This month’s Fortune magazine has a good story, “Manage Us? Puh-Leeze” on the work habits of Gen Y and how employers need to embrace them (hint: get used to seeing employee’s bringing their moms to the first day of work.) Throughout the story were references to Gen Y workers and their whole-life mentality. Here’s a taste.
. . . Butler chose accounting after graduating from Howard University because he wanted “transferable skills.” At KPMG he’s getting them — and more: The firm has let him arrange his schedule to train for a bodybuilding competition, and he’s on its tennis team.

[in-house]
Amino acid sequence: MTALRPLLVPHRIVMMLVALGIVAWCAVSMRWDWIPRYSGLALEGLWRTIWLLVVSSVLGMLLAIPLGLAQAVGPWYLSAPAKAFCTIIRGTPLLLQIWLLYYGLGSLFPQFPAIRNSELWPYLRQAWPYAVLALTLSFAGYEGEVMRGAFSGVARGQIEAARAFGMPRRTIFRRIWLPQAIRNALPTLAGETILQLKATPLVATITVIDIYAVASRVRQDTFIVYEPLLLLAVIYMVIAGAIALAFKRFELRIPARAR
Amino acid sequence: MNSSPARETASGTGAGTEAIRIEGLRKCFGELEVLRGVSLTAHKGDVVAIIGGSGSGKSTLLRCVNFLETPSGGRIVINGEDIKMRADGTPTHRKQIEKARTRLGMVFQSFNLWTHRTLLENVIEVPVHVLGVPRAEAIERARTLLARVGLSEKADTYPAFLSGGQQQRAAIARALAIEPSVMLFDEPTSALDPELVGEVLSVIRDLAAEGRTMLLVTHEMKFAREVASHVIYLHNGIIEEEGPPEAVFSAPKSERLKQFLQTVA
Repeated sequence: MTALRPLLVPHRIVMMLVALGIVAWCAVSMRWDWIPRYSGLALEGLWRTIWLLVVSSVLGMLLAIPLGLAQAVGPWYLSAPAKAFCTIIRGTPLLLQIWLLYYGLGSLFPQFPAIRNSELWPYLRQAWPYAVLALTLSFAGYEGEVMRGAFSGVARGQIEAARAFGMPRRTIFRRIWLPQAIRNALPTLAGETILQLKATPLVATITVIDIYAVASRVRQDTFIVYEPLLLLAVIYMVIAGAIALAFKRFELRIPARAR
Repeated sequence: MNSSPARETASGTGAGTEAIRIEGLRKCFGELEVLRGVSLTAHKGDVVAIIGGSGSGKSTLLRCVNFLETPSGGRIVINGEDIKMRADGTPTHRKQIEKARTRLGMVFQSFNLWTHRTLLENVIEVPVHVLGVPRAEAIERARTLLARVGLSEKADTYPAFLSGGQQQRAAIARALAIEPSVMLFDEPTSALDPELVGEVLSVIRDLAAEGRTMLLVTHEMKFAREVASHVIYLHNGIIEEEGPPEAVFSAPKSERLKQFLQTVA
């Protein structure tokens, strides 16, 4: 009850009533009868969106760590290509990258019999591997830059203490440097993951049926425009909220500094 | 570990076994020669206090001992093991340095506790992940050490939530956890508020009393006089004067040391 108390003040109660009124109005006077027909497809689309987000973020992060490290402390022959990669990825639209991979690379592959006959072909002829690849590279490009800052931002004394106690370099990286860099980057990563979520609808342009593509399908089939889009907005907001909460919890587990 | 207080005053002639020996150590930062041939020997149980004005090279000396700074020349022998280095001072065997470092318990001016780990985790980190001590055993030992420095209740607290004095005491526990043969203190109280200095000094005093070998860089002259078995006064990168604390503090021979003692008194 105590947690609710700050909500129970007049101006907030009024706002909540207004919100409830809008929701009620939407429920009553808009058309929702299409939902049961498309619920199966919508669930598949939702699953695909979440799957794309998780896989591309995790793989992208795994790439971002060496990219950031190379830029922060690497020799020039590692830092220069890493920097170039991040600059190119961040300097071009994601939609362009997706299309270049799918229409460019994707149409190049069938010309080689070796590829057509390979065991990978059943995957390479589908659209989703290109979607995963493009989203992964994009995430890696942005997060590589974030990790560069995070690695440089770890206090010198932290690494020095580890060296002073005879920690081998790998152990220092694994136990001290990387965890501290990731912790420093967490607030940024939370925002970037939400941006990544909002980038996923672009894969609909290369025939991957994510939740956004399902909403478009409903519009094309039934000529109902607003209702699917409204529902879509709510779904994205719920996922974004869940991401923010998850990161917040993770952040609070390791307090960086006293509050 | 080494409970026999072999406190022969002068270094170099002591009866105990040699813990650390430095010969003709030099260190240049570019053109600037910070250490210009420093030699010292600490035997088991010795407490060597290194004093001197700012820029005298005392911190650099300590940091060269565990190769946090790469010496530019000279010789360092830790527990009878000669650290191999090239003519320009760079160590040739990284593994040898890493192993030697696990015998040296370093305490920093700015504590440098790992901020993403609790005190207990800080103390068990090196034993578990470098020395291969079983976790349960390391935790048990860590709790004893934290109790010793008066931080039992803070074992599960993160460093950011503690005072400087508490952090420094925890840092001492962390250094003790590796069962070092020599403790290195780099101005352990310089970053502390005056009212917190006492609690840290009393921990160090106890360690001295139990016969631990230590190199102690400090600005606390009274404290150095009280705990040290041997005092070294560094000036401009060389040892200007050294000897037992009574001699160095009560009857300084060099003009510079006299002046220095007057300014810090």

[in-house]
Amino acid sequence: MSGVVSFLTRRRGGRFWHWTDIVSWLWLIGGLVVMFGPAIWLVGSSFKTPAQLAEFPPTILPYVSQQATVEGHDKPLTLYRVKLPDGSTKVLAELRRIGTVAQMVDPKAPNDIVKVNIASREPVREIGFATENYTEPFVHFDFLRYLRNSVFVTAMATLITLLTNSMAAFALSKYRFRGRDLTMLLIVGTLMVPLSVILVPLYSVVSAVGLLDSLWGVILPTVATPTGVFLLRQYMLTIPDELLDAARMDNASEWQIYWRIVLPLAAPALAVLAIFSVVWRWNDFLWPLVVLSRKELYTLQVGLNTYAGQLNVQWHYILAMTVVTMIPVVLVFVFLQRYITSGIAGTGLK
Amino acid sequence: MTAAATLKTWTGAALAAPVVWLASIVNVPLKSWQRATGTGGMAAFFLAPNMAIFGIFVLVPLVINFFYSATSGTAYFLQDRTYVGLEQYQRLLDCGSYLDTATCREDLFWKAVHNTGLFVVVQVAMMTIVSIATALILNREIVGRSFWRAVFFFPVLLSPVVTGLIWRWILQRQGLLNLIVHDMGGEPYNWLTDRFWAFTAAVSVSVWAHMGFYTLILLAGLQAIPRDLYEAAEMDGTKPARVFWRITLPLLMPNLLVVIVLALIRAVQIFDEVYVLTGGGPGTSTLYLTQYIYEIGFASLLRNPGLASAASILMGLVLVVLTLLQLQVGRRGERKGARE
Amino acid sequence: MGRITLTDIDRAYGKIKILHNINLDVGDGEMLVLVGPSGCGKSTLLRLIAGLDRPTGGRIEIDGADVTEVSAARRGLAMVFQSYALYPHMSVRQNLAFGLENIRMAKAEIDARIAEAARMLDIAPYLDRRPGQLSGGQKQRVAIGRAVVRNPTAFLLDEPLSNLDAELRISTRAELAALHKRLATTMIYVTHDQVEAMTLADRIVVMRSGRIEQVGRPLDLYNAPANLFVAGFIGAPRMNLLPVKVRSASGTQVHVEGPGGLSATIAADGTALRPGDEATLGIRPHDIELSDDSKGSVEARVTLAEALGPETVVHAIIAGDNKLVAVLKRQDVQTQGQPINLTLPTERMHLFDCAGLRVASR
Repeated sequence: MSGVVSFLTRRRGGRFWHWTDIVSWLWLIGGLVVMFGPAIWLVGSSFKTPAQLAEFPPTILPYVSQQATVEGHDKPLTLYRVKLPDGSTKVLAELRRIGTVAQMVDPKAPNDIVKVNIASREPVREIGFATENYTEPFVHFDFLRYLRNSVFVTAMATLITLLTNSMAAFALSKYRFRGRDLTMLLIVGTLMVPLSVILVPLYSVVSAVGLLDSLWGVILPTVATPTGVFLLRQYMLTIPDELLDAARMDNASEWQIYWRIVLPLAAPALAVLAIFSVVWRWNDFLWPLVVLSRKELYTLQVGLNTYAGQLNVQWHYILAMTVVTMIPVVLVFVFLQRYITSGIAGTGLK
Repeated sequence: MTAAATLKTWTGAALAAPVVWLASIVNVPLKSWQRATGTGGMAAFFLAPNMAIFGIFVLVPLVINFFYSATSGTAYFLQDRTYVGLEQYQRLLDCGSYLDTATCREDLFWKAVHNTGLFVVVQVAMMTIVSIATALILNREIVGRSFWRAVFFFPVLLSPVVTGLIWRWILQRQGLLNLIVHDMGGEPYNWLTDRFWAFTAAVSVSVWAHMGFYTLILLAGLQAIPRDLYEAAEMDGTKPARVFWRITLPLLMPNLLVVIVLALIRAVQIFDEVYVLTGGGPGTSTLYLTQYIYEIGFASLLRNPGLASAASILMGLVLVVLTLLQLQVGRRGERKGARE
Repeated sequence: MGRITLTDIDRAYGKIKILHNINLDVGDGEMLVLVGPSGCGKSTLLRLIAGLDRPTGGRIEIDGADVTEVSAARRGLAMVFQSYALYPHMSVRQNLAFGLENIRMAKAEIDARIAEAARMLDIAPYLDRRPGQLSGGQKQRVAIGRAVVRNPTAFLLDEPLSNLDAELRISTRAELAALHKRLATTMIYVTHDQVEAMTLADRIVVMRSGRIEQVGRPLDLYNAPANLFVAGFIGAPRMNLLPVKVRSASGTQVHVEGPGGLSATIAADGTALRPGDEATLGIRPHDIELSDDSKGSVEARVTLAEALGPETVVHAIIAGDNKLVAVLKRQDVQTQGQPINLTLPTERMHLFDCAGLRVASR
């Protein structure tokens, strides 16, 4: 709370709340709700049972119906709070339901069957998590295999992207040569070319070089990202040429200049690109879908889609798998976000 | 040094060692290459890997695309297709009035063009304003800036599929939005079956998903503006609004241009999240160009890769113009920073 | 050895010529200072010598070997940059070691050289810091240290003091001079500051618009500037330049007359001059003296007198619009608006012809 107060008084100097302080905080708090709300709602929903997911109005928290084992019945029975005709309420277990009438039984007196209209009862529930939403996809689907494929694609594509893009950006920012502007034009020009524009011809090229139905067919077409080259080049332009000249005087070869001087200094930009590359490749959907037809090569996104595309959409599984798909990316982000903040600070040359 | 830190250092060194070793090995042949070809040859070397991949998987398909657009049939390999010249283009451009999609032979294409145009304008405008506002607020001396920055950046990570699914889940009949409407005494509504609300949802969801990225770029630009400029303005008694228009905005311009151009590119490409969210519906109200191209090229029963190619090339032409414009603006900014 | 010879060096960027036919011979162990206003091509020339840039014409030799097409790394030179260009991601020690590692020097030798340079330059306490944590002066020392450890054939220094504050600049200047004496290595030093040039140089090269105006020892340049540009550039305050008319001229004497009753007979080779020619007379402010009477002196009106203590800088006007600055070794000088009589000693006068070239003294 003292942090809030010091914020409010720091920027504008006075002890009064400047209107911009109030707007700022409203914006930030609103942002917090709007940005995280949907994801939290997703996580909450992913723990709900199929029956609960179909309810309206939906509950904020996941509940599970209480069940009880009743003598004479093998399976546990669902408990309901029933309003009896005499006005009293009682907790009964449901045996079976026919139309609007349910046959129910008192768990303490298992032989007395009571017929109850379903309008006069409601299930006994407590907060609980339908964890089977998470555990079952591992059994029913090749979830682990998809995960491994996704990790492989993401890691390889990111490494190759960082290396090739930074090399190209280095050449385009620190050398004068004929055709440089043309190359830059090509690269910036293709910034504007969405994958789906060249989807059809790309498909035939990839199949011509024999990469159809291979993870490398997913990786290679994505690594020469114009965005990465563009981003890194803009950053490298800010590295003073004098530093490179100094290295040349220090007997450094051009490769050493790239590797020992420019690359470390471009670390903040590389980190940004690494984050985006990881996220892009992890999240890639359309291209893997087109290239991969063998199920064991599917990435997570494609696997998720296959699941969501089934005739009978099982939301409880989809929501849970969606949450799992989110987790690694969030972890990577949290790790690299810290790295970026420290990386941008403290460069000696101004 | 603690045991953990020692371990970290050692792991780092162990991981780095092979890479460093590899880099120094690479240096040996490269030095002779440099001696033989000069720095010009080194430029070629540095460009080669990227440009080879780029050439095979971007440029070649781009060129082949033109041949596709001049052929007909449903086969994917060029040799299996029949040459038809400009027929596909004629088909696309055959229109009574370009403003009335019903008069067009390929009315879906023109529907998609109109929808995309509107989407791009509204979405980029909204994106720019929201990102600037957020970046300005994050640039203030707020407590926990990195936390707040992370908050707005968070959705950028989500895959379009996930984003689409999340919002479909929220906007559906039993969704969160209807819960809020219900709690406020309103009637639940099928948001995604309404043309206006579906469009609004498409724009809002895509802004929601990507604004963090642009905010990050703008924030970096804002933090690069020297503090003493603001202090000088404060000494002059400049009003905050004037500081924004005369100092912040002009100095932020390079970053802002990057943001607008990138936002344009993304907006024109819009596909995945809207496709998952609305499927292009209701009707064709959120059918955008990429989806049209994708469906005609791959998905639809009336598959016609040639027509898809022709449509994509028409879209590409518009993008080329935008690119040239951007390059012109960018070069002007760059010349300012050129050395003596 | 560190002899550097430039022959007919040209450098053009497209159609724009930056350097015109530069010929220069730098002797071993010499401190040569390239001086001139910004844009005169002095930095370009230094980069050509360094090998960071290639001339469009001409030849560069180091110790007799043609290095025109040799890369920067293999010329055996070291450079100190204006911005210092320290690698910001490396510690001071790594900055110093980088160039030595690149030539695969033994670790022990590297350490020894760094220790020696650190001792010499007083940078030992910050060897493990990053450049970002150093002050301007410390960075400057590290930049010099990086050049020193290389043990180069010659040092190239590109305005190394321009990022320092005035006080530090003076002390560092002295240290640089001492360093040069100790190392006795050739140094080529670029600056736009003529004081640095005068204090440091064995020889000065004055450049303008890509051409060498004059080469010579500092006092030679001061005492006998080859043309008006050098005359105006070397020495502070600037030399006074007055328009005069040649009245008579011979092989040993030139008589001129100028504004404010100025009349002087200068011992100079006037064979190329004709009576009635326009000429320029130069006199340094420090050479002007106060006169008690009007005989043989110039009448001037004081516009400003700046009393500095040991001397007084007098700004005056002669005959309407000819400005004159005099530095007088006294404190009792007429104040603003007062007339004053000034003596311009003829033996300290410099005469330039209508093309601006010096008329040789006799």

When people ask me whether there are generational implications for the “slash” concept, I usually say that anyone above 35 needs permission to have a life with slashes so there’s some reeducation that has to happen. Gen Y doesn’t need any reeducation. They can’t imagine a life that doesn’t have room for all their slashes. And they can’t imagine a workplace that doesn’t let them express themselves fully. Whether companies will figure out how to deliver it is another question.